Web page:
LIT HAS CERTIFIED an intensive Web Promotion for Business course for ex-Dell employees under a programme facilitated by the European Globalisation Fund. We're just getting started. I've found it useful to record revision clips in my car via Audioboo before the classes start so we can develop a way of recording sign language that complements the highly relevant content. This is my first attempt at this process. With the help of talented fourth year Applied Communications students, we will tweak a proper production process.
TWO LARGE POSTERS from the formerly dominant political party in Ireland hang on lamp posts within 40 yards of my home. That party has suffered its biggest defeat in Irish history. Two larger signs sit prominently along the national road leading to my home. They portray two Fine Gael politicians (but not the ones in the opening key frames of my video). One of them was elected with the support of prominent social media advertisements, leaving behind a question in my mind about the origin of the donations that Fine Gael commanded in this election. In past years, you could follow property developers and the horsey crowd into party tents where handshakes accompanied brown envelopes. Today, although many believe a new dawn has crested over Ireland, some very big questions loom over the incoming coalition government. Many of the questions arise from the back of the bank bailout that has saddled every working citizen of Ireland with nearly a half million euro of obligation. Other questions arise because both the defeated party and the victorious one are right-wing. As a casual observer of Irish politics, I cannot imagine how much will change. However, I can imagine some big shake-ups in the way the civil service does business.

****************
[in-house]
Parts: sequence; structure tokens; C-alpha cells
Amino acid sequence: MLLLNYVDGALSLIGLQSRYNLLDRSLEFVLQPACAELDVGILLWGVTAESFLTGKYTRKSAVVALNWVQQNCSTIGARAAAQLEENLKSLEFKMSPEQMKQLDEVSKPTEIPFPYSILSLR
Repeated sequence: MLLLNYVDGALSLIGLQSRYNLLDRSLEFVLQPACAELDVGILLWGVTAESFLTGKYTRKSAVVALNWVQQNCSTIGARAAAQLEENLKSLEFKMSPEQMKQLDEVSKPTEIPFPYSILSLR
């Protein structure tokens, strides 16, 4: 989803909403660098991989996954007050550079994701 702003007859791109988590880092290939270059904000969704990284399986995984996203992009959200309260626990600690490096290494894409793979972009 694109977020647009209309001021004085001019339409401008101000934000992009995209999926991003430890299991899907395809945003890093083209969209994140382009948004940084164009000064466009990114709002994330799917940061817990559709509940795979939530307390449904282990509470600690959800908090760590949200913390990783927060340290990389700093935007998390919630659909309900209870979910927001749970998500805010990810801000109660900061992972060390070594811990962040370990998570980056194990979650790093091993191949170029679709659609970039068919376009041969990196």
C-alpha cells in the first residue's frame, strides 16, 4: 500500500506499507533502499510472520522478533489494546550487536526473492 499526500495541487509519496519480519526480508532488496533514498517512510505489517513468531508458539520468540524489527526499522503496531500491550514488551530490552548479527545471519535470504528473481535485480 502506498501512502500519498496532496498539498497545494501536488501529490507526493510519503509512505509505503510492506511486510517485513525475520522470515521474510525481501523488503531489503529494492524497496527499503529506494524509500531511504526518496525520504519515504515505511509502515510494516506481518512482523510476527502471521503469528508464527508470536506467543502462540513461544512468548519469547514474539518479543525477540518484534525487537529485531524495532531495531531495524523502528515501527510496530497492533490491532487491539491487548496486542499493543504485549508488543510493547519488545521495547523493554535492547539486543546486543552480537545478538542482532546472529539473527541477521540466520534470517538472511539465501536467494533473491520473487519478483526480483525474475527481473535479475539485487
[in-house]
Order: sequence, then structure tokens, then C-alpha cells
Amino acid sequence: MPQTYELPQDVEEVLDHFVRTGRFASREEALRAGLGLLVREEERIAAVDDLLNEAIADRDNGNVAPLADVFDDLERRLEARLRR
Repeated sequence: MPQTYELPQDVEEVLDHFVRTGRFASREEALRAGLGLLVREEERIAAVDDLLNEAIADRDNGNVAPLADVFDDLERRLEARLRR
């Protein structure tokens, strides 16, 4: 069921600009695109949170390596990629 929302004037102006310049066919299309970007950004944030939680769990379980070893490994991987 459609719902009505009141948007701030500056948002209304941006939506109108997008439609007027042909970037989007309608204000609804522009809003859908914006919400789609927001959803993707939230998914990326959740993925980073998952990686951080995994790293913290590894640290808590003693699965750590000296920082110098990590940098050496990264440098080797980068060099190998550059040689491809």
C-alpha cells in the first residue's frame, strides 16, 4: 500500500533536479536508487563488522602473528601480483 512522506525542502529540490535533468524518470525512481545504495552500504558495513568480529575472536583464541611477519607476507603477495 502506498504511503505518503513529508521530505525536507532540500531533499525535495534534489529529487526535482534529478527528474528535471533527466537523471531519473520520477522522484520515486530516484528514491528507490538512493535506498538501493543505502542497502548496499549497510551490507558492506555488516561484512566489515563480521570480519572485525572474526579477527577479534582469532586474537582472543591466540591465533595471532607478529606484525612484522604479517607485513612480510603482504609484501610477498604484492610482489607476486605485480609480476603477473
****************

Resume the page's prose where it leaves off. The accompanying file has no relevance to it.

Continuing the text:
ONE OF THE MOST challenging tasks for me in the months ahead involves teaching a group of ex-Dell employees under the European Globalisation Fund. Theirs is a Web Promotion for Business programme in which they learn elements of writing for the web, traditional public relations, social media, web analytics and group project work. I'm trying to create revision clips that include sign language cues for one of the students. It's trial and error, with our first attempt finished using the SonyEricsson Xperia X8 mobile phone streaming to Qik.com. I think our process will improve as I bring several fourth year students from Tipperary Institute into the mix and leverage their post-production talents.
Qik clip by Hugh McMahon's SE X8. Audioboo recorded on iPod Touch while driving to Limerick.
THE FIRST STEP we ask of new entrants to our Web Promotion for Business course is to set up a Google account on their laptops. We don't impose Gmail on anyone but we have discovered good value in having a Google acount (for things like the Android Market). And since we bundle a SonyEricsson Xperia X8 with the course, getting free stuff in the Market is a nice bonus. There are several other steps that we ask of new students and many of them tell us whether they're able to work around a variety of stumbling blocks as they configure their online presence.
WHILE IN THE CANTEEN on our Clonmel campus, I listened to one student as he showed me how to spoof Facebook while another group talked about sharing access to Facebook with employers. If FIR producers agree, the Facebook comment will air on the last episode in February. I'm using this blog post to test whether my software can produce an audio file that an iPhone can hear. Most can play the clip below but I think those with iPhones need to click on one of the links above the image of our FIR contributors who were snapped by my 12Mp Nokia N8 and emailed to Flickr.